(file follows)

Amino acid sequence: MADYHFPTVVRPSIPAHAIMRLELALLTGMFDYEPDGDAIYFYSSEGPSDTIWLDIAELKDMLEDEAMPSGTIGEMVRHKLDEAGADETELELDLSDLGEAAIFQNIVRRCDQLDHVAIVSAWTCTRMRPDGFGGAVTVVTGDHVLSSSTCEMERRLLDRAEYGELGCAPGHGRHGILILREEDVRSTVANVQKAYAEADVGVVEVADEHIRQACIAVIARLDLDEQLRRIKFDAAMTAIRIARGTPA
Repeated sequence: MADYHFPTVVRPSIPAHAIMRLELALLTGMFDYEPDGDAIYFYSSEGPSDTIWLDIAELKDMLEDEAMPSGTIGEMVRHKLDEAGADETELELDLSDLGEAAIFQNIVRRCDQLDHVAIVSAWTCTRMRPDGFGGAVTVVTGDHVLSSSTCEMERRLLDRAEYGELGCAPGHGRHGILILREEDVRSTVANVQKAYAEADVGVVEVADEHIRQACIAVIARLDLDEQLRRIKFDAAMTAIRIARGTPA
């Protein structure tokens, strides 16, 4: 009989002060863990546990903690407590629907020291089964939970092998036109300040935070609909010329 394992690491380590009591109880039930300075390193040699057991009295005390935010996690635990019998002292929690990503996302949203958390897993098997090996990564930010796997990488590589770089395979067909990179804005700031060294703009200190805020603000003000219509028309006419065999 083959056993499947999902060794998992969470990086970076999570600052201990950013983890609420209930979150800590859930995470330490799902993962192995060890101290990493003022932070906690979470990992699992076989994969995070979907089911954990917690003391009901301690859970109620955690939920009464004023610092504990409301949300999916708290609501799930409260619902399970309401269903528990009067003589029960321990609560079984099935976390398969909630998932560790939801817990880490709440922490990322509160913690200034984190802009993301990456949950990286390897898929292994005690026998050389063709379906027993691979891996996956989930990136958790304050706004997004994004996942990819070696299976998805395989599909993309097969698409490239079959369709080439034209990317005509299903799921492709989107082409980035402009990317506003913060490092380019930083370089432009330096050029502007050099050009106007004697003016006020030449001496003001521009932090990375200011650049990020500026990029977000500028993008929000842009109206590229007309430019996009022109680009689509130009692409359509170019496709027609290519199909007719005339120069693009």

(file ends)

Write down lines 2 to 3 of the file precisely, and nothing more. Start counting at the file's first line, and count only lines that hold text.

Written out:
Repeated sequence: MADYHFPTVVRPSIPAHAIMRLELALLTGMFDYEPDGDAIYFYSSEGPSDTIWLDIAELKDMLEDEAMPSGTIGEMVRHKLDEAGADETELELDLSDLGEAAIFQNIVRRCDQLDHVAIVSAWTCTRMRPDGFGGAVTVVTGDHVLSSSTCEMERRLLDRAEYGELGCAPGHGRHGILILREEDVRSTVANVQKAYAEADVGVVEVADEHIRQACIAVIARLDLDEQLRRIKFDAAMTAIRIARGTPA
């Protein structure tokens, strides 16, 4: 009989002060863990546990903690407590629907020291089964939970092998036109300040935070609909010329 394992690491380590009591109880039930300075390193040699057991009295005390935010996690635990019998002292929690990503996302949203958390897993098997090996990564930010796997990488590589770089395979067909990179804005700031060294703009200190805020603000003000219509028309006419065999 083959056993499947999902060794998992969470990086970076999570600052201990950013983890609420209930979150800590859930995470330490799902993962192995060890101290990493003022932070906690979470990992699992076989994969995070979907089911954990917690003391009901301690859970109620955690939920009464004023610092504990409301949300999916708290609501799930409260619902399970309401269903528990009067003589029960321990609560079984099935976390398969909630998932560790939801817990880490709440922490990322509160913690200034984190802009993301990456949950990286390897898929292994005690026998050389063709379906027993691979891996996956989930990136958790304050706004997004994004996942990819070696299976998805395989599909993309097969698409490239079959369709080439034209990317005509299903799921492709989107082409980035402009990317506003913060490092380019930083370089432009330096050029502007050099050009106007004697003016006020030449001496003001521009932090990375200011650049990020500026990029977000500028993008929000842009109206590229007309430019996009022109680009689509130009692409359509170019496709027609290519199909007719005339120069693009």